The Tourism Authority of Thailand recently hosted a LGBTIQI* symposium in Bangkok with the aim of placing the country on the top of LGBTQI*-friendly destinations in the world. The agency has also been sponsoring Pride floats in other cities like Toronto to compete with other countries who have realised the immense potential of LGBTQI* tourism. Tourism makes up for more than 18 percent of Thailand’s GDP and the LGBTQI* segment is largely untapped. However, there is another group of LGBTQI* persons who make journeys to Thailand - not for fun and leisure, but to save their lives. They choose Thailand because of the outward perception created by media that it is a safe and accepting place for diversity and inclusion.
Lille (not her real name) is an Egyptian transgender woman, who came to Thailand to escape violence and death threats from her parents and brothers. She made a long and difficult journey so that she could apply for asylum and find her forever home. She was struggling to hold on to her religion because she believed that her god had made her that way and that she did not understand how her loved ones could not see her as god’s creation.
She called me a few weeks ago to let me know she was in the Immigration Detention Centre which offers anything but ideal living conditions for detainees. Lille was being beaten by other inmates and she was too scared to use the shower or lavatory. What was infinitely more appalling is that she was being detained with other men, which put her at higher risk of violence and sexual assault. Even the UNHCR, the Refugee Agency of the United Nations, could not intervene. We are now trying desperately to find a local Thai guarantor and bail money so that we can get her out of that situation.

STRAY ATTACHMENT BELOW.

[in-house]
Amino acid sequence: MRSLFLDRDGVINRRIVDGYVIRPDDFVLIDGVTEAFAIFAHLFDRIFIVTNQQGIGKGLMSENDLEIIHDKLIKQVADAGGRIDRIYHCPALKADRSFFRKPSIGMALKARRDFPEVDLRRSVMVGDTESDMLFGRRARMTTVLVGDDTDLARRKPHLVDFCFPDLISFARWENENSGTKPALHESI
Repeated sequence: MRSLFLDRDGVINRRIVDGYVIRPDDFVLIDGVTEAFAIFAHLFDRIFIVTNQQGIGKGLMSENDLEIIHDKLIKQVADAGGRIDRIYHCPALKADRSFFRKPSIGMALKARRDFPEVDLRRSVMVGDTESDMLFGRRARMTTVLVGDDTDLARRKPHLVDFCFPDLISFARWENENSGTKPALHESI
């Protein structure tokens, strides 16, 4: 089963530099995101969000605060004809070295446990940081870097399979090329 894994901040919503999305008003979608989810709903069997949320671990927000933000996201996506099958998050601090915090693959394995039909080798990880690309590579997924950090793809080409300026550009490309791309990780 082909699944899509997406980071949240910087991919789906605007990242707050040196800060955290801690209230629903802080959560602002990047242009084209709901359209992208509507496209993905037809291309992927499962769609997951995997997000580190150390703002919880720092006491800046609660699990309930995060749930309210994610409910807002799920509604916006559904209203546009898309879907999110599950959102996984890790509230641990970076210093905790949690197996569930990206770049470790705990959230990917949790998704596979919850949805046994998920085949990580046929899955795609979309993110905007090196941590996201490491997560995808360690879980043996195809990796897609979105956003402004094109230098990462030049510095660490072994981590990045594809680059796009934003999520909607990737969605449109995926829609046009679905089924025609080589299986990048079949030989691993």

The many LGBTQI* persons, who find their way to Thailand – usually from North Africa, Pakistan, Bangladesh or Myanmar – to seek asylum, have to reckon with the fact that Thailand does not recognise refugees. They are forced to go underground, undocumented and at constant risk of being found out and detained. This risk is compounded if they are transgender or ‘do not pass as straight’. What is especially tragic is that they face xenophobia and racism from the very same communities that they imagined would be accepting of them.
LGBTQI* asylum seekers leave everything they know and love behind in a desperate attempt to find answers to profound questions about their identity and their place in the world. They cast away all that is familiar to them and seek refuge in communities and spaces so that they can live more authentically.
There is a growing need for the LGBTQI* movement and the refugee and asylum movement to come together and develop solutions for persons like Lille. We have made some tremendous strides to advance LGBTQI* rights in Asia, but should not lose sight of those amongst our own who have no place to call home anymore.
Ryan Joseph Figueiredo is the founder and executive director of Equal Asia Foundation based in Bangkok – a regional incubator for inclusive LGBTQI*-projects aimed at addressing deep-seated social inequities. EAF’s work is currently focused on reducing the social isolation of the elderly, preventing suicide and self-harm in the young, and mitigating the vulnerabilities of LGBTQI* migrants and refugees affected by climate change, conflict and disaster.